Nowadays, Cypress is rapidly becoming the standard for UI test automation. With cross-browser support being available as per early June 2020, we at Xebia see the traction growing and growing. We’ve recently contributed to this growth by open sourcing a plugin that ensures that Cypress tests can deal with file download dialogs from the browser. In this blog, we explain the background and how we approached it.

Prelude

Some time ago, one of our clients approached us and asked for help in further optimizing their Cypress-based test automation setup. This client was building a new web application aimed at supporting their business’ process flows. As a part of this flow, it should be possible, at designated moments, to download a PDF file with a detailed overview of the process status.

This is where the tricky part began. At that time, we had several Cypress tests running that continuously verified parts of these process flows. However, when a flow included the download of the PDF file, the corresponding Cypress test stalled. The browser’s “Save As…” dialog was causing this. Cypress (at that time) did not offer the functionality to deal with this correctly and to continue the automated test.

Under the hood

Within the development team, we received the request to address this. We dove into this and concluded that Cypress was unable to interact with the native download window. We decided to follow the existing structure to set up a Cypress plugin — with a Cypress command that then triggers a Cypress task that does the magic. Since the code behind the plugin should allow for file system interaction (download and storage of the file), the code behind the plugin was developed using nodeJS. The plugin downloads the file and stores the file to a location that is specified during the test. Subsequently, the downloaded file can be archived in a CI solution of choice. At our client, we used Jenkins. So, we decided to save the downloaded PDF file with the Cypress test results. With this solution, we ended up with a single overview of all downloaded and/or generated files. This helped the test manager when asked to report the outcome to the stakeholders at the end of the sprint; he could easily conclude that everything was ‘good to go’ based on the Jenkins results.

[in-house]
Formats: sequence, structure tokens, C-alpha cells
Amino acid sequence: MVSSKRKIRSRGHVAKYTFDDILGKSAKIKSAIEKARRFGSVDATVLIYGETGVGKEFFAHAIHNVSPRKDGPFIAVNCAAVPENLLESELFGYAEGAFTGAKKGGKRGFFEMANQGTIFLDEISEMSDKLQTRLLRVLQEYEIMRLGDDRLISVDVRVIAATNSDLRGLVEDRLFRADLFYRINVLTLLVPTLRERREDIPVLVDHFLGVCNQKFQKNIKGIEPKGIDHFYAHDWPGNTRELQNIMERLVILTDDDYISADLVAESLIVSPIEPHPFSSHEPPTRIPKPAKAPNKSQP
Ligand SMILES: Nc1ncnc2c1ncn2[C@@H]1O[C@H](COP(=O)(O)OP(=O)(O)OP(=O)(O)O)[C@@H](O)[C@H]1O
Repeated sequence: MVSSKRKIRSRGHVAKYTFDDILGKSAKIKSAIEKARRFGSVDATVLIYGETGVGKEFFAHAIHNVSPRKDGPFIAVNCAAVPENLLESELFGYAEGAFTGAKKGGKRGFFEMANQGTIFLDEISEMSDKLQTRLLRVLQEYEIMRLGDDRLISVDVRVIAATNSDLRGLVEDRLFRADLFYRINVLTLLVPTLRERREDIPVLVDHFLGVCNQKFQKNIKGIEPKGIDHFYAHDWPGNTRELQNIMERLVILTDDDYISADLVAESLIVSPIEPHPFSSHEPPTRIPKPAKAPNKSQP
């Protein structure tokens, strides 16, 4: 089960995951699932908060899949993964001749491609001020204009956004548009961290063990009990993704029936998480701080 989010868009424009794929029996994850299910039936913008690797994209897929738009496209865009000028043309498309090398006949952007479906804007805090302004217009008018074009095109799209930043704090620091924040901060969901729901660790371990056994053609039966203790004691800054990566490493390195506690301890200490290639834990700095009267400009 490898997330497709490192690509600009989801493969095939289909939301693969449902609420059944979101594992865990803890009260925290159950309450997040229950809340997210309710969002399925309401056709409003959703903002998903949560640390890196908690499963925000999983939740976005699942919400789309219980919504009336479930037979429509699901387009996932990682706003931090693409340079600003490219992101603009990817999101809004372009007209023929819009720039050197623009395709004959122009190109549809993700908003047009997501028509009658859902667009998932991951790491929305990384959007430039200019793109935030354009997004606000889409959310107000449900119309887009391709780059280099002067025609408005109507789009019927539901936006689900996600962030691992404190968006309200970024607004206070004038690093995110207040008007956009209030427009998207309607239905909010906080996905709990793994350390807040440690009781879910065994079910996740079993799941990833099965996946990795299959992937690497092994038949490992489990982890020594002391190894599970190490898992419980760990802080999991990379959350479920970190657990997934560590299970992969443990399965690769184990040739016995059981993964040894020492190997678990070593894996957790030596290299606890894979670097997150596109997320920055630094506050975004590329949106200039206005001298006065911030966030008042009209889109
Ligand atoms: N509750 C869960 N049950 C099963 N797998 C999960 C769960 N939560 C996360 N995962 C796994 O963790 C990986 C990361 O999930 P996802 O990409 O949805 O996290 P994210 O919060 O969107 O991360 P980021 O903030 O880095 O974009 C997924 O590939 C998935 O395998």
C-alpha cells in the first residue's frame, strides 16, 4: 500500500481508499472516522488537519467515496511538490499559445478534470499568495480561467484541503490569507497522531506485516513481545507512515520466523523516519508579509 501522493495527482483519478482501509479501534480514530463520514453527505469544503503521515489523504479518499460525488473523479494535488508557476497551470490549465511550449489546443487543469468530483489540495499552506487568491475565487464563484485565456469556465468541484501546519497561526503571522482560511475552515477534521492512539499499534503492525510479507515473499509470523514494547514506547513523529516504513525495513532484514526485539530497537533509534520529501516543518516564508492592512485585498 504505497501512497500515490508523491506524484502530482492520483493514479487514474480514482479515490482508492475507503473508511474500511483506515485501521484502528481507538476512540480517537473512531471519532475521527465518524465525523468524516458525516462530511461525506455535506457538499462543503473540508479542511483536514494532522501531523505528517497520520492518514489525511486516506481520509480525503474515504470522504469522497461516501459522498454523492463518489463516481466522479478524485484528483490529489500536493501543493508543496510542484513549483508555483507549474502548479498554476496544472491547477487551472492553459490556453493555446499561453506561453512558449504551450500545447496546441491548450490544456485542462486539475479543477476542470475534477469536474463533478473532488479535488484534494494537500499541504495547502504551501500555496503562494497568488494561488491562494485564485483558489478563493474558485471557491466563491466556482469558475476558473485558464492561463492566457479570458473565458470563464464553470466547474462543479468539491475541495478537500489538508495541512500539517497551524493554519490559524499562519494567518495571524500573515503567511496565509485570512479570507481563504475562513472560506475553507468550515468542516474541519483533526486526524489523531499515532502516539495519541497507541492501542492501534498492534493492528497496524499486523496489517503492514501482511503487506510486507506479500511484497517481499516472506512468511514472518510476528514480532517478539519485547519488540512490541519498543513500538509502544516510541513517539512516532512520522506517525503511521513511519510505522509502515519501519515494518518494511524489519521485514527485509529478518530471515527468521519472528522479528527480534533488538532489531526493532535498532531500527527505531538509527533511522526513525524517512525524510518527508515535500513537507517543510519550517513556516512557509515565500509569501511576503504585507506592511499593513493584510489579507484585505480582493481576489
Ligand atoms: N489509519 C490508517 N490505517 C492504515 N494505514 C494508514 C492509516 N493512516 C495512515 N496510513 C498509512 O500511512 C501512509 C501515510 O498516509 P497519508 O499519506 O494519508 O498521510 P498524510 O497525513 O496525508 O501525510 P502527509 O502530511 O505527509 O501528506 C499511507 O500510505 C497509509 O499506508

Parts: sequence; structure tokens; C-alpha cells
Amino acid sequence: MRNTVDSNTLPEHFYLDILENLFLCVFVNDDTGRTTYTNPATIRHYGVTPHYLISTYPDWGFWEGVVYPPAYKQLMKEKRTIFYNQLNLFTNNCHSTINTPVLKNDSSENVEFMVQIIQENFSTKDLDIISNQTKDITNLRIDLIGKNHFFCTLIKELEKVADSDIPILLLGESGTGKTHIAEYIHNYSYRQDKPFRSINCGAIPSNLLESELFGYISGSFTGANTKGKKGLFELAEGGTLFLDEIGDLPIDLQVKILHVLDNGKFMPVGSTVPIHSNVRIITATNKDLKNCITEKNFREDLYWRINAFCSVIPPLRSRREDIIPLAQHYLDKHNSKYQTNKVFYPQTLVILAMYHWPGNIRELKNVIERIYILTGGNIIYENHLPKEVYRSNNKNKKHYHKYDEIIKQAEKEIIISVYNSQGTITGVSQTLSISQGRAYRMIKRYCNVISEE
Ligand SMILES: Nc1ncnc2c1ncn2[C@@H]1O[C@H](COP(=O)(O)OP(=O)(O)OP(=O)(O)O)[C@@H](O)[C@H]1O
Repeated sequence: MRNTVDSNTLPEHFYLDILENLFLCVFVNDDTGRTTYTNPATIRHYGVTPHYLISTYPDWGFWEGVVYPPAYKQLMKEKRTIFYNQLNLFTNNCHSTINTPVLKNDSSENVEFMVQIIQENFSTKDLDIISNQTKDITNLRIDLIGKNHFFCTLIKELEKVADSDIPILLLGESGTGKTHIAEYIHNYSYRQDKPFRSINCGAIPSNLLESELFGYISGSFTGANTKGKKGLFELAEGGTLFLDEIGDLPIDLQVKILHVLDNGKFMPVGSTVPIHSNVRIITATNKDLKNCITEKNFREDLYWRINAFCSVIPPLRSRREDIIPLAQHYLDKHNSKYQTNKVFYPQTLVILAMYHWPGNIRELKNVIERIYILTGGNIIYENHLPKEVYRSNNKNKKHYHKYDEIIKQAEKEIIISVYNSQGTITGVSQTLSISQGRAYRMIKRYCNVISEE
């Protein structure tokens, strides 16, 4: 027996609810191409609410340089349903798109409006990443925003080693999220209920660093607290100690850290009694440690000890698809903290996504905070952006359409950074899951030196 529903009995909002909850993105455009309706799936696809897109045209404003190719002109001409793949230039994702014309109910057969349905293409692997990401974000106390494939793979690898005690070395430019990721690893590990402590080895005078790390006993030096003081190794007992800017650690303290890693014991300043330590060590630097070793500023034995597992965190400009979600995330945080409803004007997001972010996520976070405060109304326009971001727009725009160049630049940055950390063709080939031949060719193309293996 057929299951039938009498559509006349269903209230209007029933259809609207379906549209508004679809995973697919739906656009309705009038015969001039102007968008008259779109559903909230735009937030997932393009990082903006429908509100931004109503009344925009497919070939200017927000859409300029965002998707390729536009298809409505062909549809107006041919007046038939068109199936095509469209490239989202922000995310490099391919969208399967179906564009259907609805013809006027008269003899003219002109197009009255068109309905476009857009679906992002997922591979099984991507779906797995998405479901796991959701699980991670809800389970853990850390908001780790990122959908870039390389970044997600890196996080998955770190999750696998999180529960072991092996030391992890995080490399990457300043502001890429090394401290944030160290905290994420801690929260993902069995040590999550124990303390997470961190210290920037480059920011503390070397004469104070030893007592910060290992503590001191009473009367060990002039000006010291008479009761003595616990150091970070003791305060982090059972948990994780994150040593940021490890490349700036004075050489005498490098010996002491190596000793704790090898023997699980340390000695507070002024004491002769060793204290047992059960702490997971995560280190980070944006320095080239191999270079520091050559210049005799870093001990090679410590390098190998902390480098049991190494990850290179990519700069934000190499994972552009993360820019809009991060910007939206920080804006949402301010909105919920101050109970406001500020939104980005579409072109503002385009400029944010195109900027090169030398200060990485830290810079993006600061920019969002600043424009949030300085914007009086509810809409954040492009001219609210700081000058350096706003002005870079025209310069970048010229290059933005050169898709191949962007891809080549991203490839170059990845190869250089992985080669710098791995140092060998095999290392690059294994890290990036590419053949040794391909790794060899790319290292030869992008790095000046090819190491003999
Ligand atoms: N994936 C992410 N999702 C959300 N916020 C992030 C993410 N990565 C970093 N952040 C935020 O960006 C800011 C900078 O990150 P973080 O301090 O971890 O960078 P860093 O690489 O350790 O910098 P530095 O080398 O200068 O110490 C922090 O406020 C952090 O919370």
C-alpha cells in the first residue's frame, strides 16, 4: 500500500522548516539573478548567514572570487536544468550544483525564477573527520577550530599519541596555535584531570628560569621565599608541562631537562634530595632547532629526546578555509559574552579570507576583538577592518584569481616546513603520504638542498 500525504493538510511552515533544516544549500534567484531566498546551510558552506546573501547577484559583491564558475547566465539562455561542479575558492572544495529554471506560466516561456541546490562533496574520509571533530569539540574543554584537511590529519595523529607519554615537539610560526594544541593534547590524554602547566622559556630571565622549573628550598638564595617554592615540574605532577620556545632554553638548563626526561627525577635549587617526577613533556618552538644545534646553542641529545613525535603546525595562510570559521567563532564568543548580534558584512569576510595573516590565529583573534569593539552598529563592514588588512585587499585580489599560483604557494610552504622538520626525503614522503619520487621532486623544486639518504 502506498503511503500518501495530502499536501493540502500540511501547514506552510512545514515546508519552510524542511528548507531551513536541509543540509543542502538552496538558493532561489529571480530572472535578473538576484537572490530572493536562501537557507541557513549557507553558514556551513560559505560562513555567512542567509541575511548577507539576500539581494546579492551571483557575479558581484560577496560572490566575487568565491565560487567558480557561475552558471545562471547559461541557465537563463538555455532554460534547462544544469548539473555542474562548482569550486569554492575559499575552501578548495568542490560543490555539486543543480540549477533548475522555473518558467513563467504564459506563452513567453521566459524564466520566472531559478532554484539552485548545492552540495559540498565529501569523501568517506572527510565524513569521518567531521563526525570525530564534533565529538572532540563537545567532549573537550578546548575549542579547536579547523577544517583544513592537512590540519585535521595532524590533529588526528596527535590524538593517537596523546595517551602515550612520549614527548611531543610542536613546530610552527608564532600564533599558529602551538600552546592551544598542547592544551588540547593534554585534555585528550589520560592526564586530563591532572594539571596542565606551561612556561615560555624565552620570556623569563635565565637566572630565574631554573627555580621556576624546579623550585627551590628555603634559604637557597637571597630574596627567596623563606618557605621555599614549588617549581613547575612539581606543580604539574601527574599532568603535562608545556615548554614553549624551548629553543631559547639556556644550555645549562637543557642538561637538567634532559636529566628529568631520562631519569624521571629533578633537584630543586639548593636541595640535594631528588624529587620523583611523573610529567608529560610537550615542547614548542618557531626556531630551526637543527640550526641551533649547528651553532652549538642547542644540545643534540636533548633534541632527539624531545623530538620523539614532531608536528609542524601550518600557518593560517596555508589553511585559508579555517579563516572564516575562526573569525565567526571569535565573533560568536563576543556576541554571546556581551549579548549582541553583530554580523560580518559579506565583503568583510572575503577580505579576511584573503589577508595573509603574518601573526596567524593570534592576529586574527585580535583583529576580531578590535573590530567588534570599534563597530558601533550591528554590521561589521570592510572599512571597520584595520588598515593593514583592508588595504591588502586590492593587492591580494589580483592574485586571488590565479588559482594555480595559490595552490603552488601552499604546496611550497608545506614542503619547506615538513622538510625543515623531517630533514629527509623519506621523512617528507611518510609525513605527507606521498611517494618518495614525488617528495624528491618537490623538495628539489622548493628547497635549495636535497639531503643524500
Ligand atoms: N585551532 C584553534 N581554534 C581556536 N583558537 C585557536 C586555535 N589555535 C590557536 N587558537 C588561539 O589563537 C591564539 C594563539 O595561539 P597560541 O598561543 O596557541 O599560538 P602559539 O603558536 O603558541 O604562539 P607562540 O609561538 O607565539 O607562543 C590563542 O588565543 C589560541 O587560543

Currently, we do not cater for PDF comparison. We feel that other tools are more suitable to take care of this and, after all, this could also be part of component tests or even unit tests.

After setting up the plugin initially to handle PDF downloads, we later made the code more generic to allow it for any kind of file download to work. We also decided to open source the plugin in June 2019. After pinging the folks at Cypress.io, they were so kind to also include our plugin in their list of plugins on their web site (https://docs.cypress.io/api/cypress-api/custom-commands.html#Download-a-file).

We have seen an increase in traction of this plugin. Initially started at the end of July 2019 (first download on July 24th, 2019), the plugin has seen a steady increase in the number of downloads since then. Feel free to take a look at the plugin yourself: Cypress Downloadfile.

Overview of downloads
Overview of weekly downloads since July 24th, 2019

Next steps and outlook

Cypress is constantly changing its product so maintaining the plugin to work on all future versions is a challenge. We will keep close eye on bugs or feature requests and try to resolve them as quickly as possible. 

This plugin has proven itself to be useful for anyone engaging with file downloads in their end to end tests. Hopefully, this can be of help in your Cypress-based test automation journey as well!

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